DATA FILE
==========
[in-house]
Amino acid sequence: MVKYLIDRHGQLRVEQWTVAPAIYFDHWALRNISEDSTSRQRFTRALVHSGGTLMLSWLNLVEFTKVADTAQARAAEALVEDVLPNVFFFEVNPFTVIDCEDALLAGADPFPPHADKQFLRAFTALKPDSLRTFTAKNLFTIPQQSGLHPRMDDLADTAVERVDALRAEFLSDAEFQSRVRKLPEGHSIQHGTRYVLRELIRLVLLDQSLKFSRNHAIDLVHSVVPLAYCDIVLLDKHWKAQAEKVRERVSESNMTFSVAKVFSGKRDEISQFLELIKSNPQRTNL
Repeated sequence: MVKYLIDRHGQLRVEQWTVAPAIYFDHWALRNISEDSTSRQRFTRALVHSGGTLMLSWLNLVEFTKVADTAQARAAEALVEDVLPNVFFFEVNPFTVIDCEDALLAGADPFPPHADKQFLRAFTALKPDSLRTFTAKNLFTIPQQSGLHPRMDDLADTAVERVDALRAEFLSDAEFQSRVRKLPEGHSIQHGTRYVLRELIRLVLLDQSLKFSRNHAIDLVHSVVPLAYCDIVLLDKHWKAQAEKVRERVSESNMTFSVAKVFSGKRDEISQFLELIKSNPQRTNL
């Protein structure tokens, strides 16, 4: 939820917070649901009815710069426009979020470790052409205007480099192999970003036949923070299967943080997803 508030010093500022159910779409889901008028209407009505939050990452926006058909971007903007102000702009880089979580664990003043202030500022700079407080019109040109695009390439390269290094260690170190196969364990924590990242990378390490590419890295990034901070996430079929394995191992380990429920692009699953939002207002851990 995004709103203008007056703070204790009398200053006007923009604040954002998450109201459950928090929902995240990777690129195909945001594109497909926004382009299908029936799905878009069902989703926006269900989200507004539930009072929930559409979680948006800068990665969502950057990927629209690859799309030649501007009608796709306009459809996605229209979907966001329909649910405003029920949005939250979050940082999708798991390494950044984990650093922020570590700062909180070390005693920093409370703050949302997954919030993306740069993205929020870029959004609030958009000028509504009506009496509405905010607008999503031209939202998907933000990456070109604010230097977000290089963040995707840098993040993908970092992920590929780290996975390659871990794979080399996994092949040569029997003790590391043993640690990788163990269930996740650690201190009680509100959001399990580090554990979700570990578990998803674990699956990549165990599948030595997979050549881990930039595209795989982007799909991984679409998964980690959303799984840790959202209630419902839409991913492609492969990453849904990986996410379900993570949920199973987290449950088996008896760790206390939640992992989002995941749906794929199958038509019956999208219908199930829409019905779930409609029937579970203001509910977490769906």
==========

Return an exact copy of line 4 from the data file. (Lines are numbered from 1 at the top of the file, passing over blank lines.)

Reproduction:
């Protein structure tokens, strides 16, 4: 939820917070649901009815710069426009979020470790052409205007480099192999970003036949923070299967943080997803 508030010093500022159910779409889901008028209407009505939050990452926006058909971007903007102000702009880089979580664990003043202030500022700079407080019109040109695009390439390269290094260690170190196969364990924590990242990378390490590419890295990034901070996430079929394995191992380990429920692009699953939002207002851990 995004709103203008007056703070204790009398200053006007923009604040954002998450109201459950928090929902995240990777690129195909945001594109497909926004382009299908029936799905878009069902989703926006269900989200507004539930009072929930559409979680948006800068990665969502950057990927629209690859799309030649501007009608796709306009459809996605229209979907966001329909649910405003029920949005939250979050940082999708798991390494950044984990650093922020570590700062909180070390005693920093409370703050949302997954919030993306740069993205929020870029959004609030958009000028509504009506009496509405905010607008999503031209939202998907933000990456070109604010230097977000290089963040995707840098993040993908970092992920590929780290996975390659871990794979080399996994092949040569029997003790590391043993640690990788163990269930996740650690201190009680509100959001399990580090554990979700570990578990998803674990699956990549165990599948030595997979050549881990930039595209795989982007799909991984679409998964980690959303799984840790959202209630419902839409991913492609492969990453849904990986996410379900993570949920199973987290449950088996008896760790206390939640992992989002995941749906794929199958038509019956999208219908199930829409019905779930409609029937579970203001509910977490769906």